Ray Beckerman said...

Answer to Anonymous's question:

no.

Ray Beckerman said...

Updated tally:

Ayes 6

Nays 1

I guess there appears to be a consensus that I have to continue coverage.

Oh well.

Alter_Fritz said...

Ray wrote:
The pro-RIAA blog has publicized my poll; unfortunately only about 3 people read it.

I don't know where you get your statistics from, but from what i can see this seems plausible.

Remember the rapidshare file I posted here?
long before Team T referenced it, and before Mr. Sheffner mentioned the link (he did without attribution!) it had nearly 300 downloads already.
The Sheffner comment "exclusive one" about your verbal boob has so far exactly: Downloads: 1 Letzter Download: 29.04.2009 01:55:07 (and that one was he himself checking what the file was before switching my comment live afterwards)

So you could probably be right with your analysis about his readership.

;-)

Anonymous said...

I like your comments Ray, they help me make sense of what's happening. Sometimes the only way I can figure out if the outcome was good or bad is your "holier- than-thou" attitude. In fact, I would like to ask you for even more editorial notes. Not all posts have them and they do help make sense of such a strange case.

Tony D. said...

I also agree Ray, it really seems to be turning into a real dog-and-pony show, without the dogs and ponies. I'm not sure you should pull the case though, there's way too much to be learned by observing the mistakes of others and seeing with your own eyes what *not* to do.

On the subject of that "mystery witness": I think the RIAA attorneys have watched the Star Chamber too many times.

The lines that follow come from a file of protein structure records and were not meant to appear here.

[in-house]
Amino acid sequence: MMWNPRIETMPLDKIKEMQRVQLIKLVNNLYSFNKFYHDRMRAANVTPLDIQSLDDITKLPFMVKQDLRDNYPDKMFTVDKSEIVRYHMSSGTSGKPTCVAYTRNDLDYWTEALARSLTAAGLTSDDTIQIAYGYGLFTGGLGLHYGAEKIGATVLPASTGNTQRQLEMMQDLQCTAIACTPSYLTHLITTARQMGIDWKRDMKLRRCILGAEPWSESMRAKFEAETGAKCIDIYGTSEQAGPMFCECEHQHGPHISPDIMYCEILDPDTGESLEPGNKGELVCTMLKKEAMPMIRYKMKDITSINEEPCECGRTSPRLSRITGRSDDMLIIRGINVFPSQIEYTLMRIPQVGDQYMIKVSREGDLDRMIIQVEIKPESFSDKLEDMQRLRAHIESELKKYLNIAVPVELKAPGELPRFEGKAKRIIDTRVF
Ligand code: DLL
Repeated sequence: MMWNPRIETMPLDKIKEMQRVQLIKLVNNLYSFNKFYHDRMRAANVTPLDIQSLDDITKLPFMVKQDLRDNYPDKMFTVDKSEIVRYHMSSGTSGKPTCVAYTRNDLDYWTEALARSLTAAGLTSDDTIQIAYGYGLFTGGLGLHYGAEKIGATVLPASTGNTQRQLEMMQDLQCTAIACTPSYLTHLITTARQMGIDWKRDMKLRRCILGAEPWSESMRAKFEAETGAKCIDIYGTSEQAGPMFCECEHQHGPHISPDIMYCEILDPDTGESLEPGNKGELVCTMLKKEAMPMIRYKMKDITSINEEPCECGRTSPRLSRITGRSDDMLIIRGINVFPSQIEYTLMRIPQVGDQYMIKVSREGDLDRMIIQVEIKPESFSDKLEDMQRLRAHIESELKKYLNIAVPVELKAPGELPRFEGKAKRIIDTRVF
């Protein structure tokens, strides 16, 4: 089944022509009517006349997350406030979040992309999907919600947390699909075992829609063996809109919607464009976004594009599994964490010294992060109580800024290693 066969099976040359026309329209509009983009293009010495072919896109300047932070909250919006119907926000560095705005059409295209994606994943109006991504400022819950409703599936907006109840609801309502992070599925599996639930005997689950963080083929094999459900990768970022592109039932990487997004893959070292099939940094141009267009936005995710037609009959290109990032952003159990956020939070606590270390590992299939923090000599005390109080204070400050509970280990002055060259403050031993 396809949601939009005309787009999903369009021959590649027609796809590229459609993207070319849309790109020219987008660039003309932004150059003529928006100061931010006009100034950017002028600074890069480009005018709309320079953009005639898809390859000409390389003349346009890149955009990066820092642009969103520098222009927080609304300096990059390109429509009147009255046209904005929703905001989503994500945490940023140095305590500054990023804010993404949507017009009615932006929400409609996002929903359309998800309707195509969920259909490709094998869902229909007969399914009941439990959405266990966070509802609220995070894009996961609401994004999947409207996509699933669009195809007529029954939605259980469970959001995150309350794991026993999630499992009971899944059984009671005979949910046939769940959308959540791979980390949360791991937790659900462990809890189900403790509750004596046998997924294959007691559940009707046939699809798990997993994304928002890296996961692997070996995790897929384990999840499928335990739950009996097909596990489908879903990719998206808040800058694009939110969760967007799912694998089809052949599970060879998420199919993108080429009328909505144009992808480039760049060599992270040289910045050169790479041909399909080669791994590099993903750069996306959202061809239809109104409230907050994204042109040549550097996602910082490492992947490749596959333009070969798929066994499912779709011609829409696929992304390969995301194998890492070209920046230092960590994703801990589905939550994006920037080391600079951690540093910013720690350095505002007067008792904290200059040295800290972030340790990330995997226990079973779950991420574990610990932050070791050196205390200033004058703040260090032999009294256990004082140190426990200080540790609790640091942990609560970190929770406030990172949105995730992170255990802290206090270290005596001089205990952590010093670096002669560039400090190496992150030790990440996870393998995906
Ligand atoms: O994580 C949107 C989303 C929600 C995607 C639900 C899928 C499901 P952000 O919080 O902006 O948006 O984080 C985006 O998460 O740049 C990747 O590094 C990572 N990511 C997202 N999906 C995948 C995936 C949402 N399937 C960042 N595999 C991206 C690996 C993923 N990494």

Ray Beckerman said...

I think Tony D's vote was a yes. If I interpret it correctly, the count is:

Ayes 7

Nays 1

Tony D please correct me if it was not a yes, but an abstention.

Ray Beckerman said...

Scott weighed in with a comment, but I deleted because he was flaming a bit.... So here's an edited version of Scott's comment, plus an updated vote count.

Scott said:
IANAL so I don't know if my vote counts, but anyway...

I think you should keep reporting the case, but add a caveat lector in each post warning the reader that, in your opinion, both sides have litigated the case poorly.

As for the ...[remark] about "holier-than-thou," ... [I respectfully disagree].
Updated totals:

Ayes 8

Nays 1

Anonymous said...

Since I don't sign in there's no guarantee I'm me, but anyway. (How about "+ε"?)

Might as well keep covering it. Somehow it seems we've been listening for too long to stop now. And regardless of the quality of the litigators, it is news.

And really, is there any chance the judge would allow the shady deposition or the acceleration? Considering the long and often-tangential case history, I speculate it's unlikely.

XYZZY

Ray Beckerman said...

Received another yes vote by email.

Ayes 9

Nays 1

Ray Beckerman said...

Ayes 10